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University of Texas holds ITER Summer School

The ITER International Summer School, circa 2010. (Click to view larger version...)
The ITER International Summer School, circa 2010.
"Fusion is the future, and the future is in your hands." This was the message to students and junior scientists from around the world who had gathered recently at the University of Texas to attend the first ITER International Summer School (IISS) to be held in the United States.

Juan Sanchez, the university's Vice President for Research, presented the message to students during the IISS "Texas Barbecue Banquet." The purpose of IISS, held this year from 31 May to 4 June, is to educate young scientists and students on the issues related to the physics and engineering of the ITER experiment.

Host for the IISS was the Institute for Fusion Studies, a national center for theoretical research in plasma physics and fusion energy science. The institute's director, James Van Dam, also heads the US Burning Plasma Organization (USBPO), which helps coordinate the participation of the US fusion community in the ITER Project.

Three scientists from the institute were among the 20 IISS lecturers, representing seven countries and the ITER Organization. Entitled "Magnetohydrodynamics and Plasma Control in Magnetic Fusion Devices," this year's IISS was attended by 133 participants from 48 institutions representing 17 countries.

IISS students posing for a group photo. (Click to view larger version...)
IISS students posing for a group photo.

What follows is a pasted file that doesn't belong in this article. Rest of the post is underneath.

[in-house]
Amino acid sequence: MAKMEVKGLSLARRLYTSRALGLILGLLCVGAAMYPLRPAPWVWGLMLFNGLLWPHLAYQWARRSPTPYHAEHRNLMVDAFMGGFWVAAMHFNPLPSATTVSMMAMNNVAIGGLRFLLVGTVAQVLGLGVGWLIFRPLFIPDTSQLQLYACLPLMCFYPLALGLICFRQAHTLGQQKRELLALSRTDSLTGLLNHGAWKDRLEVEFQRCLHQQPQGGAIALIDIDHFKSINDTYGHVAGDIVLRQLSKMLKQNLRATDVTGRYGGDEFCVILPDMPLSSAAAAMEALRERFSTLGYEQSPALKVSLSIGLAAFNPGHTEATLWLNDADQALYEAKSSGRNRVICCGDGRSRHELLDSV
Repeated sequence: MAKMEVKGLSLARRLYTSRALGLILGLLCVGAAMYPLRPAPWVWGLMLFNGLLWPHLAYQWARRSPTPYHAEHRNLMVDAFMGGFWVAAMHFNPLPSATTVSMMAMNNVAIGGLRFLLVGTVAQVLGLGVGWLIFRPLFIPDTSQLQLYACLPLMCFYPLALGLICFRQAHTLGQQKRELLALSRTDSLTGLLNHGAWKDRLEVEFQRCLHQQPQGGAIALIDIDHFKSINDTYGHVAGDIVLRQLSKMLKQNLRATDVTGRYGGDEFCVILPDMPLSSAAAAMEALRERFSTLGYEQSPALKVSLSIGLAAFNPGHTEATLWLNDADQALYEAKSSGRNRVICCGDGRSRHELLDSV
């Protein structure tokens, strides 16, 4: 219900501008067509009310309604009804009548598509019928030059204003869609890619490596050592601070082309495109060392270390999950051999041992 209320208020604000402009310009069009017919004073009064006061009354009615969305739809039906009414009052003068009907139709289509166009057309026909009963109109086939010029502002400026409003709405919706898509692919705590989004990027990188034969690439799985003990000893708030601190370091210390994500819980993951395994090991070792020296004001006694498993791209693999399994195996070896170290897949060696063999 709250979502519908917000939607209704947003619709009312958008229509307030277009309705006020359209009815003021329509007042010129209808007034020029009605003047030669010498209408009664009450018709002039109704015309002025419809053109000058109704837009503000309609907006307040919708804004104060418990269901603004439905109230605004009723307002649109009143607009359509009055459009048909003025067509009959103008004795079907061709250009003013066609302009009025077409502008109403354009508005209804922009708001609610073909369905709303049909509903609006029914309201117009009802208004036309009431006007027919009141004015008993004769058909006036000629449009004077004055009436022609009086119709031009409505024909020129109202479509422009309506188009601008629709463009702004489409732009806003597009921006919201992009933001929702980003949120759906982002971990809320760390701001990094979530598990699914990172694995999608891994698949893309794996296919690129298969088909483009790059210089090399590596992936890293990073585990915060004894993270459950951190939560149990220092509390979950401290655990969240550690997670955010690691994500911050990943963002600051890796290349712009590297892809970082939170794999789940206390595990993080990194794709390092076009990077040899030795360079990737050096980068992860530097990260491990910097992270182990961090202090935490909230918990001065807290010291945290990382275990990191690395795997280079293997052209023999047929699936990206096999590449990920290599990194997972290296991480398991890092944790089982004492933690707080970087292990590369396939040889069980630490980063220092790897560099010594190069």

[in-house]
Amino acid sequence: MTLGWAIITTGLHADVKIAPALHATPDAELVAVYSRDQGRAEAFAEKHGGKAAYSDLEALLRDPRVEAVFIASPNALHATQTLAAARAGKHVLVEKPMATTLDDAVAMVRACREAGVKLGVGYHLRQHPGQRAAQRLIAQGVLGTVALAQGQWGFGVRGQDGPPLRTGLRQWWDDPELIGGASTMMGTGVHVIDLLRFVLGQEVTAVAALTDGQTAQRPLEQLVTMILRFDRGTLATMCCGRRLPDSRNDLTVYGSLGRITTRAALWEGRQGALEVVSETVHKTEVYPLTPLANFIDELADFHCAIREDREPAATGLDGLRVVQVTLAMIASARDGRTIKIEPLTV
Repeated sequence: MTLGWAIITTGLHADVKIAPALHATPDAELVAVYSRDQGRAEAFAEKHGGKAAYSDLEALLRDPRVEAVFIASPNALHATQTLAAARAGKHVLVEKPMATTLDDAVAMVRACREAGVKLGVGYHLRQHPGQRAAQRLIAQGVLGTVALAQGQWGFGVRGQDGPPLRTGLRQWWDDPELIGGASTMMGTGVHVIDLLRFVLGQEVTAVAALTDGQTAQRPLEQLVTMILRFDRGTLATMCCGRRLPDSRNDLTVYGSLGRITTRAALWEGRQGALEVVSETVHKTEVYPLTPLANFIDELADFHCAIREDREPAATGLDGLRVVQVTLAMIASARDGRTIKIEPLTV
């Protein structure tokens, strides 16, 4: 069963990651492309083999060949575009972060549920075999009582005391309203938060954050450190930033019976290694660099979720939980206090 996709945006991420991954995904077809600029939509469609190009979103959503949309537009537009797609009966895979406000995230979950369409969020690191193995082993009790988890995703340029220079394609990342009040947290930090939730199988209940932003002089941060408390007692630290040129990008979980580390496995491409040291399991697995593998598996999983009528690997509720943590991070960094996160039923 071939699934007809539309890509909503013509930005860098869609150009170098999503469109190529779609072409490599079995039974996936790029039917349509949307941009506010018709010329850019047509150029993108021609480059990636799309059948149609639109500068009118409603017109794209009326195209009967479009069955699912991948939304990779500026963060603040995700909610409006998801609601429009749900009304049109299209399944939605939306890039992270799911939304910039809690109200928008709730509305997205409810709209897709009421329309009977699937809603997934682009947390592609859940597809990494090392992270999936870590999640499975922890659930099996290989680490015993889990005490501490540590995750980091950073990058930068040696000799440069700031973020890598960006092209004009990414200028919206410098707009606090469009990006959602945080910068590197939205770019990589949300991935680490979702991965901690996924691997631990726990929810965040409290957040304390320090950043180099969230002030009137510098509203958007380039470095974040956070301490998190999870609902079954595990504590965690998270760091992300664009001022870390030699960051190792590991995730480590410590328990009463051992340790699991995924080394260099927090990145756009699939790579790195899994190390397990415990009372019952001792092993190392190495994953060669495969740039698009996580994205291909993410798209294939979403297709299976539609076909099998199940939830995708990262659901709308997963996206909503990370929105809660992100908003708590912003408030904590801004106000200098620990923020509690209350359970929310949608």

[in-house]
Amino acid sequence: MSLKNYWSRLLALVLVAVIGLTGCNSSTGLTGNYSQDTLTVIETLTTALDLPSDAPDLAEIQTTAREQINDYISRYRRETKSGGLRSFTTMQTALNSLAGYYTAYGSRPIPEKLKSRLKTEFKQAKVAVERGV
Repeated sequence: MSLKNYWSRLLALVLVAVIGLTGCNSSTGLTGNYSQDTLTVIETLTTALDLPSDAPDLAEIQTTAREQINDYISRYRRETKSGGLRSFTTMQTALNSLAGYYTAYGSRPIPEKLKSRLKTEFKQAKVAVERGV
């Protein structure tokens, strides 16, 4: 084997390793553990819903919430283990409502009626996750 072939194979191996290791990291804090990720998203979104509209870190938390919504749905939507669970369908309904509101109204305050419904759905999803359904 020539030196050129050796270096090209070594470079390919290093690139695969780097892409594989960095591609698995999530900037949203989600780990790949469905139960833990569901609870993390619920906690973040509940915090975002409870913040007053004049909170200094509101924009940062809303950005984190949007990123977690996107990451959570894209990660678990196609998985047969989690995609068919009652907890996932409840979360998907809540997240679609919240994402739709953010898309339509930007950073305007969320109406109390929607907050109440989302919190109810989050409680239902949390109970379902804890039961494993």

For the first time, the IISS offered a workshop where students designed a plasma control system using commercial computational design tools. Because of the difficulty of achieving conditions necessary for the fusion reaction, control systems play a central role in sustaining the reaction and allowing the goals of the experiment to be achieved.

School sponsors for 2010 were the Commissariat à l'Énergie Atomique Cadarache; Embassy of France to the United States; ITER Organization; National Instruments Corporation; Université de Provence; University of Texas; USBPO; and US Department of Energy. Representatives at the school's opening ceremony included Gary Johnson, Deputy Director-General, ITER Tokamak Department, who read written greetings from Director-General Kaname Ikeda; Richard Hazeltine, Physics Department Chairman, University of Texas; and James Truchard, CEO and President of National Instruments.

The theme for next year's school is "Energetic Particles in Magnetic Confinement Systems." It will be held June 6-10 in Aix-en-Provence, France.


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